Cicago set for showdown
The 41st Bank of America Chicago Marathon pits two old stablemates against each other in a strong men's field as the second race in the AbbottWMM Series XII looms on Sunday.
The USA's Galen Rupp defends the crown he won last year against decorated British Olympian Sir Mo Farah. The pair both shot to success under the guidance of the legendary Alberto Salazar, with Farah claiming double gold in both the London and Rio Olympics in the five and 10,000m, while Rupp also collected medals in the 10,000m at both Games.
Rupp was quicker than his old training partner to marathon success when he coasted home in the Windy City last October ahead of Kenya's Abel Kirui and he has since added the Prague Marathon title to his CV in a PB of 2:06:07.
Farah's second attempt at the Virgin Money London Marathon in April 2018 ended with an impressive third place on a searing day in his home town, where he also set a new British record of 2:06:21. With pacemakers in play on Sunday and just 14 seconds between their respective fastest times over 26.2 miles, it could be a fascinating battle.
With eyes fixed on the potential duel between these two, it would be foolish to overlook Kenyan namesakes Abel and Geoffrey Kirui. Abel won the 39th renewal of this race before coming second behind Rupp in 2017.
Geoffrey enjoyed a stellar 2017 with victory in Boston and the IAAF World Championships, but the conditions were not his friend in Beantown this year, where his healthy advantage looked like handing him a successful defense, before it was whittled away in the driving rain by Japan's Yuki Kawauchi.
Kawauchi also features on Sunday, with long odds on another shock being sprung by the man from Saitama. The prospect of a place in his national team for his home Olympics in 2020 will be motivation enough for the likeable 31-year-old. Don't rule out more heroics.
In the women's contest, the American presence has been diluted by recent withdrawals of last year's third place finisher Jordan Hasay and Amy Cragg, who registered a huge new PB along with the final podium spot in Tokyo last February.
Despite those absences, the addition of Kenyan star Florence Kiplagat has sprinkled some extra stardust onto the field. Kiplagat took home the 2015 and 2016 titles from Chicago but withdrew at 25km last year. She faces the growing threat of countrywoman Bridgid Kosgei, second here last year and second again in London at the finale of Series XI.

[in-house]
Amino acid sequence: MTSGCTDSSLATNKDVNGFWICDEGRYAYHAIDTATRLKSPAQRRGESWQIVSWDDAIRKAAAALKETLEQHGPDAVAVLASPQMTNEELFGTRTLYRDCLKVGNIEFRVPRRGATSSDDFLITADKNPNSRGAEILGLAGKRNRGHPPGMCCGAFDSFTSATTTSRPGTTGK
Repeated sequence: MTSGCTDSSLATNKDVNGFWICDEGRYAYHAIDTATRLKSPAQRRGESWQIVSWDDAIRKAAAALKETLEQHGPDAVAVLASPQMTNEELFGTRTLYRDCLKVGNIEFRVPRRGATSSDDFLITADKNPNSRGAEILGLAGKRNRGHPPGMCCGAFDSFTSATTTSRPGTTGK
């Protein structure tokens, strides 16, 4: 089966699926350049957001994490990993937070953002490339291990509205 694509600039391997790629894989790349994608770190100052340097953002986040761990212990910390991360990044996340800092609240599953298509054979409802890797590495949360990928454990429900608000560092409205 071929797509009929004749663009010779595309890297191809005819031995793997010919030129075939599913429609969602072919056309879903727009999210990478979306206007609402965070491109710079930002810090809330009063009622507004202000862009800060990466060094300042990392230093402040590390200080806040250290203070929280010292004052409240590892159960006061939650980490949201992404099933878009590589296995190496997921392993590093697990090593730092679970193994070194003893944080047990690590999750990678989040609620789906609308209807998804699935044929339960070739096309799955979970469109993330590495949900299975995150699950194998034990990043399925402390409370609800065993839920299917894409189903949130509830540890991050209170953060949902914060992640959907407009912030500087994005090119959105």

The 24-year-old has only finished outside the top two just once in eight marathon outings and is surely due to take down a Major soon.
Birhane Dibaba will also be keen to add to the title she won in Tokyo last February. No stranger to Chicago's podium, she will be aiming to improve on two previous third place finishes.
Home soil supporters will be keen to see how triathlon superstar Gwen Jorgensen fares as she makes only her second showing in the 26.2-mile distance. A credible 14th in New York in 2016 just months after taking Olympic gold in the swim-bike-run event in Rio suggested that full concentration on the marathon could yield success. With Shalane Flanagan and Desiree Linden both pulling off wins in American AbbottWMM races in Series XI, there is an outside chance we could see that list grow come Sunday.
In the women's wheelchair division, Tatyana McFadden is aiming for a sixth straight win in Chicago after a rough start to her Series XII campaign in Berlin following a mishap in training with her chair. McFadden will need a similar outcome to her recent Chicago performances in order to begin chipping away at the lead already established by reigning Series champion Manuela Schär.
In Berlin, the Swiss bagged the 25 points for the win as well as the eight on offer in the new bonus points competition to kick-off her defense in perfect fashion. They will both be on watch for Australian tyro Madison de Rozario who powered to victory at the 2018 Virgin Money London Marathon to claim her maiden AbbottWMM win.
Early men's wheelchair series leader Brent Lakatos will not feature on Sunday, so the way is clear for the likes of champion Marcel Hug and his long-time rival David Weir to fight for the honors.
Weir's decision to hit the road this series could see a titanic struggle between the two over the coming months, but they will both be aware of the threat posed by University of Illinois teenage prodigy Daniel Romanchuk, who placed fifth in Berlin and is accruing racing smarts with every contest he gets under his belt.
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